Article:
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Three atomic clocks of desi GPS satellites stop working

Screenshot from 2017-06-13 14:41:46

NEW DELHI: Three Atomic Clocks of one of the seven satellites of the country’s newly operational navigation satellite system, also called desi GPS, have stopped working. These rubidium atomic clocks, imported from Europe, are meant to provide precise locational data.

When the time signal is missing, getting true positional accuracy becomes a problem. The initial setback has come at a time when the desi GPS, though operational, is yet to hit the market for commercial purpose. These three atomic clocks, which have stopped working, belong to the first navigation satellite IRNSS-1A.

Indian Space Research Organisation (Isro) had imported 27 sophisticated timekeepers for the nine satellites of the Indian Regional Navigation Satellite System (operational name NaVIC–Navigation with Indian Constellation). Out of which, seven of the satellites are in the orbit and two of them are standby.

Speaking to TOI, Isro chairman A S Kiran Kumar said, “Three atomic clocks of IRNSS-1A have stopped working. But the rest of satellite components are functioning perfectly. In fact, we are using this satellite for messaging activity. The stopping of these atomic clocks has not affected the overall performance of our navigation system. We are targeting to launch the replacement satellite in July.” He rubbished reports that said more atomic clocks have started showing abnormalities. He said, “We are set to launch more navigational satellites. They are in the process of approvals and clearances. We are also making efforts to restart the atomic clocks of IRNSS-1A.”

On the performance of the navigation system, Kiran Kumar said, “NaVIC system is fully operational. Information required for using navigation system is available in public domain. We have started making receiver systems for different applications for using the system. There is one segment of the system which are meant for restrictive services (for military). Towards that also, work is in progress.”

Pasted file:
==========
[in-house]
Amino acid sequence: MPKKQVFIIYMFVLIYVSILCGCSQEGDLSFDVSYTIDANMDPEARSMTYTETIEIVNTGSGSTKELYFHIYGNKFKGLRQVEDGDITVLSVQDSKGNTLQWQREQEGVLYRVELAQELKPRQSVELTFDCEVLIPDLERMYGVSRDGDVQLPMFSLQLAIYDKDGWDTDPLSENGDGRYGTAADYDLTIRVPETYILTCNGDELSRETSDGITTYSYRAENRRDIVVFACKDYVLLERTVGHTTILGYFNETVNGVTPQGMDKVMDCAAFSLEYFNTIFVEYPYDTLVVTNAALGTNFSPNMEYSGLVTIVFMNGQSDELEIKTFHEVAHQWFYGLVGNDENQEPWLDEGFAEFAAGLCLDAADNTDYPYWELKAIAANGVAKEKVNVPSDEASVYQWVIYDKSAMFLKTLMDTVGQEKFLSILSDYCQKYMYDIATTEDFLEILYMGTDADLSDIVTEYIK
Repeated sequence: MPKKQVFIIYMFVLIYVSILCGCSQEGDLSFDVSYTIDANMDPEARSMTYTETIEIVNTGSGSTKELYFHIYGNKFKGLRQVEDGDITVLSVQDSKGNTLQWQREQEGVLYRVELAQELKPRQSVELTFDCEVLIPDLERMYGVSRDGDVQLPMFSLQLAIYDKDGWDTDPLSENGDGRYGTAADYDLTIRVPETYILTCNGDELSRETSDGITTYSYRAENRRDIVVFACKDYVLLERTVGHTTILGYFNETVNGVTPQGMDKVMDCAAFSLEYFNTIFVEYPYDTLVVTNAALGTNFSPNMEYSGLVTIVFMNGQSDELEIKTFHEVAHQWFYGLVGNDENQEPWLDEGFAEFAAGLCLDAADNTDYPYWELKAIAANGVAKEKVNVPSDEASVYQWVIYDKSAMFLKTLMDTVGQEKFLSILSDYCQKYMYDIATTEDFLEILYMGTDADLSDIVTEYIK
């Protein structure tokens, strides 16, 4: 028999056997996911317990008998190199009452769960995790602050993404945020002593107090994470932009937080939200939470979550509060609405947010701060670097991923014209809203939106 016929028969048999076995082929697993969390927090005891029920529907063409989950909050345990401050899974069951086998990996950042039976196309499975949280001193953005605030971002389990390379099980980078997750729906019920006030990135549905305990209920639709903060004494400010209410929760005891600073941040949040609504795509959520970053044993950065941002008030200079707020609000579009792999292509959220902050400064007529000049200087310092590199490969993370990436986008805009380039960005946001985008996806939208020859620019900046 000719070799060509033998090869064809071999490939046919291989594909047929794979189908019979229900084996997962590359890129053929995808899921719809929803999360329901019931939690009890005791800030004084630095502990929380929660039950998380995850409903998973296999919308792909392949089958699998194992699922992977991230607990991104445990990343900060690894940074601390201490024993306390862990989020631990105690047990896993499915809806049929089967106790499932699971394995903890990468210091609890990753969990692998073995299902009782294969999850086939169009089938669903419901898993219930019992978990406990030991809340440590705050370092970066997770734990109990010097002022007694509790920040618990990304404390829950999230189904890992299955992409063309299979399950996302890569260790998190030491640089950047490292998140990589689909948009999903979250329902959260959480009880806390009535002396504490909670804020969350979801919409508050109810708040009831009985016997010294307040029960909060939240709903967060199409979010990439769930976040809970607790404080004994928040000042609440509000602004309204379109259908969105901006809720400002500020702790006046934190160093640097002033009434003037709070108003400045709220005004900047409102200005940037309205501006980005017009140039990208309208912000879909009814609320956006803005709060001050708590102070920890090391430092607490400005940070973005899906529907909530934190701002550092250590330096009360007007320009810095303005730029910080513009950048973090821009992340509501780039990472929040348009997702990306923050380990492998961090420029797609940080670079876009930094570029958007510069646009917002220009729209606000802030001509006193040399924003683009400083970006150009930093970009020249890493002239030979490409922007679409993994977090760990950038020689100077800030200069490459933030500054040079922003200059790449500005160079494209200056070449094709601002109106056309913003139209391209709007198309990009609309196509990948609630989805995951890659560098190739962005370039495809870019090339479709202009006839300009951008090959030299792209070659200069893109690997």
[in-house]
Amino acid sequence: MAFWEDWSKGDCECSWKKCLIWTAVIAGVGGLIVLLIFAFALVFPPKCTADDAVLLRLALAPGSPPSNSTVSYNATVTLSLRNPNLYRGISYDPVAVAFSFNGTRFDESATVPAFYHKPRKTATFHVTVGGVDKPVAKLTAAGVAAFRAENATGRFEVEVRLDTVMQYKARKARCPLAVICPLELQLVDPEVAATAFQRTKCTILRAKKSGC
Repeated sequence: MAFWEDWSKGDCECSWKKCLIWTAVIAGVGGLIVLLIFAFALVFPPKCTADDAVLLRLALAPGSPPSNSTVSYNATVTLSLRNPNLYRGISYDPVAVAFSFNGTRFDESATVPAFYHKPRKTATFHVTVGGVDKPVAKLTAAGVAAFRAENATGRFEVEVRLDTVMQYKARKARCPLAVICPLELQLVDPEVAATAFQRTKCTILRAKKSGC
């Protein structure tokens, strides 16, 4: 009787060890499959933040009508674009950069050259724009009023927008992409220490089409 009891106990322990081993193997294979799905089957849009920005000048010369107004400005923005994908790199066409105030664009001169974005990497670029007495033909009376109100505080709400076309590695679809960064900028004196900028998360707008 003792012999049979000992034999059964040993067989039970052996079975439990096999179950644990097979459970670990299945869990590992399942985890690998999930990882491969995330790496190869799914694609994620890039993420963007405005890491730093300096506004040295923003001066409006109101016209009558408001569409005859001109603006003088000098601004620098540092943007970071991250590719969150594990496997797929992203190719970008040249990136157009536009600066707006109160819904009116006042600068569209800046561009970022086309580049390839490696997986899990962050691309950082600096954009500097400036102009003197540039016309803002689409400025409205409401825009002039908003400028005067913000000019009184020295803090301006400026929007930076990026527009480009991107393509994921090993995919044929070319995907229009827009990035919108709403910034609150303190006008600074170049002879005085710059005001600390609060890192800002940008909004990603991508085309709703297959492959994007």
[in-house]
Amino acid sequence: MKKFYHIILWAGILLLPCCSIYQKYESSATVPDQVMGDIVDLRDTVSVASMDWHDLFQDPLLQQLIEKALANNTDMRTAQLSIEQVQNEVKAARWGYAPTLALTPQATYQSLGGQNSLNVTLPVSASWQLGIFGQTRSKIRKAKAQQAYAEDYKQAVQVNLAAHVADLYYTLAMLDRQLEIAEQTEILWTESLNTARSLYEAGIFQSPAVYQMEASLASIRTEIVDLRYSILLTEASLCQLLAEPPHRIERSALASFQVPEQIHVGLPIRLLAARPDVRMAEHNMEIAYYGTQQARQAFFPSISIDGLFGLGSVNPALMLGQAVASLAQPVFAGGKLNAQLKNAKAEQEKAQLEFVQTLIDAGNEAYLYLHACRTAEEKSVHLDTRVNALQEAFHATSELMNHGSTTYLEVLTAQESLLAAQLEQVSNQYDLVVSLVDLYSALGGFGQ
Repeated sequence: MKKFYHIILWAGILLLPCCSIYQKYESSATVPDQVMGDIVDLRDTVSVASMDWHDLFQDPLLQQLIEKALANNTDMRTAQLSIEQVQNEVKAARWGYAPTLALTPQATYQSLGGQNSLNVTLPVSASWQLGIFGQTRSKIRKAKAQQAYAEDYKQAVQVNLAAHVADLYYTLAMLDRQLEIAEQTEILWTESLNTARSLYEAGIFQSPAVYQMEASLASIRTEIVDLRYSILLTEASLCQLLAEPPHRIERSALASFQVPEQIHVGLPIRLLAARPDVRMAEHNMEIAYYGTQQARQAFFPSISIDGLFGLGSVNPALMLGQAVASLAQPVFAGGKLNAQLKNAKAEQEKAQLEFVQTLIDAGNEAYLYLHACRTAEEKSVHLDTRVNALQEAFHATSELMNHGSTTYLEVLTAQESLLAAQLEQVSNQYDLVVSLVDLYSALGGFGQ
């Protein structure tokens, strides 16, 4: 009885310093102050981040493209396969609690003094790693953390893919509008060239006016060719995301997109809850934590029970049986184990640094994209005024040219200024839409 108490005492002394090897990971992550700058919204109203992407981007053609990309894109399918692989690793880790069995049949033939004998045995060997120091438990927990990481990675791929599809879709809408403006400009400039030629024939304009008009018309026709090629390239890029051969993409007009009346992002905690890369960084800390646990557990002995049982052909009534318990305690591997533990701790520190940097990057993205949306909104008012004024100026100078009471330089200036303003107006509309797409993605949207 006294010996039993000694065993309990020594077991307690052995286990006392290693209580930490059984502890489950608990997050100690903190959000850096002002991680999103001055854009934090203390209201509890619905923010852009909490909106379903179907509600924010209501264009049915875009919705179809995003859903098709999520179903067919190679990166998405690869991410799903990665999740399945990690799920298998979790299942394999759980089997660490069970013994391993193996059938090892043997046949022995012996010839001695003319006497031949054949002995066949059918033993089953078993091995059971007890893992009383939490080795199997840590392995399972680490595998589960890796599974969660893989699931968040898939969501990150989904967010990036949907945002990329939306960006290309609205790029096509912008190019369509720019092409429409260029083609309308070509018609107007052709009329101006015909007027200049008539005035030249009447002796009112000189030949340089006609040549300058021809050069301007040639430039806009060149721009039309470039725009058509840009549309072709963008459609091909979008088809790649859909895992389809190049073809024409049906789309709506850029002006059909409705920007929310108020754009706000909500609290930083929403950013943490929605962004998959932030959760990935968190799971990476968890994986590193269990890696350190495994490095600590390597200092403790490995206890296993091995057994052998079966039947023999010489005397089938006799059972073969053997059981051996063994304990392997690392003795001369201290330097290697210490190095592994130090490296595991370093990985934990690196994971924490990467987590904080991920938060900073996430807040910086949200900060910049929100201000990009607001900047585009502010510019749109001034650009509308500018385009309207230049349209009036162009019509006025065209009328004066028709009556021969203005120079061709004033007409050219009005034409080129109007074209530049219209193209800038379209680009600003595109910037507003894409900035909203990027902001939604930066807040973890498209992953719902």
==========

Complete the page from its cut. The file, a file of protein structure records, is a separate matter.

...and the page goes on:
Explaining the significance of these sophisticated clocks, a source in Isro said, “Poor the accuracy of these atomic clocks, less the accuracy of the distance calculated. For the navigation system, minimum of four satellites are needed, but we already have seven satellites in place. Therefore, Isro will give less weightage to the satellite whose atomic clocks have stopped working and depend on the data from other satellites. Therefore, the overall performance will not get affected.”

The source said, “It is not only the atomic clocks of the Indian navigation system that have stopped working, but the clocks in European navigation system Galileo, too, had failed.” In January, the European Space Agency (ESA) had reported that three rubidium atomic clocks and six hydrogen maser clocks on board Galileo had failed.

The Rs 1,420-crore Indian satellite navigation system NavIC consists of nine satellites. Since July 2013, the Indian space agency had launched seven navigation satellites, with each of them having a life span of 10 years. The last one was launched on April 28, 2016.

According to the Indian space agency, the applications of IRNSS are: terrestrial, aerial and marine navigation, vehicle tracking and fleet management, terrestrial navigation for hikers and travellers, disaster management, integration with mobile phones, mapping and geodetic data capture and visual and voice navigation for drivers.



This post first appeared on Press Club Of India, Indian Tehelka News Delhi, Pr, please read the originial post: here

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